Despite businesses increasingly embracing new and emerging technology and innovations, many are only just starting to realise the extent of the changes to IT which the coming years will bring. One of the key drivers for this change will be increased data harvesting: machine learning programmes like Siri and Google Now and connected devices like FitBit and the Apple Watch are now collecting more contextual information than ever before, driving up data storage needs and creating a demand for ever-more innovative network designs.
With more and more Internet-based devices, networks need to be optimised to be able to deal with the added volumes. The infrastructure that supports these devices and applications is becoming increasingly central to the flow of information. Networking speeds must increase to cope with the volume of bandwidth-hungry applications, data centre racks need to be optimised to manage the movement of big data and the cloud has to be able to connect both environments and devices. As a result, businesses today demand an IT infrastructure that they can rely on to support critical applications, and have the flexibility to cater for operational growth.
Despite this, many organisations don’t necessarily want to invest in designing, buying, building, deploying and managing the complex and costly infrastructures that are needed to support new technologies. Cloud has become mainstream and enterprises expect to use it to level the playing field.
The Cloud: Private or Public?
IDC predicts that Infrastructure-as-a-Service (IaaS) will be the fastest growing area of this market between 2014 and 2018. But before companies can adopt IaaS, they need to consider how they plan to consume and use the many variations of cloud that exist. Weighing up the pros and cons of the Private, Public and Hybrid Cloud options is about understanding your businesses needs and key priorities.
The Private Cloud is the model that has evolved in most organisations. Many enterprises have built their own infrastructure and automation for development and testing or running internal web services, often using new and efficient methods to facilitate it. Yet, when compared to the public cloud, it doesn’t necessarily provide the same amount of flexibility and agility – which can be restrictive for businesses.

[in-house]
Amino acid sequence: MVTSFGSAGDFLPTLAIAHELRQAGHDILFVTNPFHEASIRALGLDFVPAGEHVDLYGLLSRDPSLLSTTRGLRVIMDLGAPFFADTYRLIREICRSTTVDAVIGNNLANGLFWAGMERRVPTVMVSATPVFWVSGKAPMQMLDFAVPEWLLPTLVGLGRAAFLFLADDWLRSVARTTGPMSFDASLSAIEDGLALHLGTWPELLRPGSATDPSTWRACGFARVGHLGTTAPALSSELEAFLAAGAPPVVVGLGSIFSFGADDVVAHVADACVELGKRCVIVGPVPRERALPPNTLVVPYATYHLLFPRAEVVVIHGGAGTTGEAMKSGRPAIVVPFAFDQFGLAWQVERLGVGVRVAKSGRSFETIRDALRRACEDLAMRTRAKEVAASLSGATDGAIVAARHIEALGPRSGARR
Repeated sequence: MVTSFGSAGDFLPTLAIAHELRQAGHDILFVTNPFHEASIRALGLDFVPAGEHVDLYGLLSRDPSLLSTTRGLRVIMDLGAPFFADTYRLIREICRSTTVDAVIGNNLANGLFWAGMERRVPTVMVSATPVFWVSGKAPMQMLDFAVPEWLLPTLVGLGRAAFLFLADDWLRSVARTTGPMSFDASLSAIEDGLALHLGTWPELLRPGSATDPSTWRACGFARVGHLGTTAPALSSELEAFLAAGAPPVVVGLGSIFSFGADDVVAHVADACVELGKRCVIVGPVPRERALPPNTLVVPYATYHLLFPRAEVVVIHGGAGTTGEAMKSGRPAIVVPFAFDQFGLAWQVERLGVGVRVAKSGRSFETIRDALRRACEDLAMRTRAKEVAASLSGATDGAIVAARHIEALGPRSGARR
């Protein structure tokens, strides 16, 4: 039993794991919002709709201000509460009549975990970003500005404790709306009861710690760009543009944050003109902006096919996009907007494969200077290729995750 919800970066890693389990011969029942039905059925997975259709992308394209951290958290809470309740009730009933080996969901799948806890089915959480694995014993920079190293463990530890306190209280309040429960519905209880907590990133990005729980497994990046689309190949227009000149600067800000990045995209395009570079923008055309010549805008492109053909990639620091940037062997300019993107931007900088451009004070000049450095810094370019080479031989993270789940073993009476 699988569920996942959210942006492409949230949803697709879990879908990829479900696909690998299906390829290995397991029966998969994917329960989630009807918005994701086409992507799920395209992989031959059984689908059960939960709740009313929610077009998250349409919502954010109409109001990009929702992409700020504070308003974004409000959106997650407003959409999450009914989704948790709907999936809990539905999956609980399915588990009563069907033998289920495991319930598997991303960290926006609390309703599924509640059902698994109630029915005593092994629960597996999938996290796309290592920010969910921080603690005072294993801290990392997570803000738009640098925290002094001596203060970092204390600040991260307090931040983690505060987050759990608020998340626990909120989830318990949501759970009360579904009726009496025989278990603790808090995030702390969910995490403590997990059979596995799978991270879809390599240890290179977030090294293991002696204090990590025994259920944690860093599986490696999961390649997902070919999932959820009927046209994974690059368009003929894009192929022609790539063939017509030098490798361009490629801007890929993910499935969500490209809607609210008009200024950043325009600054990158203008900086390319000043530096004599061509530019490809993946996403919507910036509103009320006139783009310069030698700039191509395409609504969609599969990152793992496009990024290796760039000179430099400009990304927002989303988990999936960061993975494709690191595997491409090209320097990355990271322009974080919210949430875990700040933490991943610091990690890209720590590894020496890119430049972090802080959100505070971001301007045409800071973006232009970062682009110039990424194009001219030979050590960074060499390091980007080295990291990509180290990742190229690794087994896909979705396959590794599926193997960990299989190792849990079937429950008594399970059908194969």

In comparison, the Public Cloud is a service that has always been available to all. It appeals and is used by the mass market for backing-up files, streaming music and films and email services. Surprisingly, despite advocating a private solution, many global organisations adopt public cloud in one manner or another. This solution may be suitable for parts of the IT estate, but is certainly not secure enough to provide storage for the most important data and documents running over a network.
Embracing the best of both
In contrast, a hybrid solution provides the flexibility and agility of a Public Cloud, whilst still providing the security a business needs and would receive with a private cloud. Increasingly, a hybrid model provides the foundations of the infrastructure for next generation technology.
Instead of making an upfront capital investment in hardware or relying solely on existing architectures, enterprises can simply purchase more computing power or server space from their cloud provider as and when it’s needed. This could be anything from a highly-scalable, low cost architecture for a Big Data project to a high-capacity cloud network that can be scaled for peaks in web traffic.
It’s become increasingly apparent that the businesses taking the lead in 2016 and beyond will be those making the best and most innovative use of emerging technologies, keeping one step ahead of the curve.
As a result of this change, IT departments are going to increasingly be seen to move out of the stereotypical dark backroom and into the boardroom, in a position to advise on strategies that will meet objectives and shape revenue streams.